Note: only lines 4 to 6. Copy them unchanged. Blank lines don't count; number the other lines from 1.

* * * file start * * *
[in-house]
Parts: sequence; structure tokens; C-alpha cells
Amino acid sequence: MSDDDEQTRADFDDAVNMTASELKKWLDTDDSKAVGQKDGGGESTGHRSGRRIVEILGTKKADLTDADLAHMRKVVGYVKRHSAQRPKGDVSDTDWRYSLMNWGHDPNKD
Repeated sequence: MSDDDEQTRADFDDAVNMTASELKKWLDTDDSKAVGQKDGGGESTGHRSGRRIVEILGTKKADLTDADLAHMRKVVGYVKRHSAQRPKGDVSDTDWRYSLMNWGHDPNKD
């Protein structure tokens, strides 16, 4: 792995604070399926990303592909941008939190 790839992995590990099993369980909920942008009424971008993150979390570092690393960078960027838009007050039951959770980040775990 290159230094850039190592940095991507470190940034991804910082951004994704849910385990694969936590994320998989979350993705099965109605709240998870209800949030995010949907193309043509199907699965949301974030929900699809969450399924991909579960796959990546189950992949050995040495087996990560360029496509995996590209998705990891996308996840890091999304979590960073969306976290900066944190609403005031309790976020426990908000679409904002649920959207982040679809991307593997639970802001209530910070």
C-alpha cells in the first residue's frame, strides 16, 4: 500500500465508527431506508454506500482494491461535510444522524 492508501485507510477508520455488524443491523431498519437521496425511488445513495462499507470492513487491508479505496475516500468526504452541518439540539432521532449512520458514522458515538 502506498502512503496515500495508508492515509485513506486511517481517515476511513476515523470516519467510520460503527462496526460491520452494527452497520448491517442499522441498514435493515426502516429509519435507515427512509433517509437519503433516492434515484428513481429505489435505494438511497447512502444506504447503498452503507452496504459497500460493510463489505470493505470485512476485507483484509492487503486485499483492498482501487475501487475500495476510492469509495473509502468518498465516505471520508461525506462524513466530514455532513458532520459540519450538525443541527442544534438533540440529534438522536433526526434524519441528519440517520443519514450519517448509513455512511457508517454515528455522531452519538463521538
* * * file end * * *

Repeated sequence: MSDDDEQTRADFDDAVNMTASELKKWLDTDDSKAVGQKDGGGESTGHRSGRRIVEILGTKKADLTDADLAHMRKVVGYVKRHSAQRPKGDVSDTDWRYSLMNWGHDPNKD
């Protein structure tokens, strides 16, 4: 792995604070399926990303592909941008939190 790839992995590990099993369980909920942008009424971008993150979390570092690393960078960027838009007050039951959770980040775990 290159230094850039190592940095991507470190940034991804910082951004994704849910385990694969936590994320998989979350993705099965109605709240998870209800949030995010949907193309043509199907699965949301974030929900699809969450399924991909579960796959990546189950992949050995040495087996990560360029496509995996590209998705990891996308996840890091999304979590960073969306976290900066944190609403005031309790976020426990908000679409904002649920959207982040679809991307593997639970802001209530910070």
C-alpha cells in the first residue's frame, strides 16, 4: 500500500465508527431506508454506500482494491461535510444522524 492508501485507510477508520455488524443491523431498519437521496425511488445513495462499507470492513487491508479505496475516500468526504452541518439540539432521532449512520458514522458515538 502506498502512503496515500495508508492515509485513506486511517481517515476511513476515523470516519467510520460503527462496526460491520452494527452497520448491517442499522441498514435493515426502516429509519435507515427512509433517509437519503433516492434515484428513481429505489435505494438511497447512502444506504447503498452503507452496504459497500460493510463489505470493505470485512476485507483484509492487503486485499483492498482501487475501487475500495476510492469509495473509502468518498465516505471520508461525506462524513466530514455532513458532520459540519450538525443541527442544534438533540440529534438522536433526526434524519441528519440517520443519514450519517448509513455512511457508517454515528455522531452519538463521538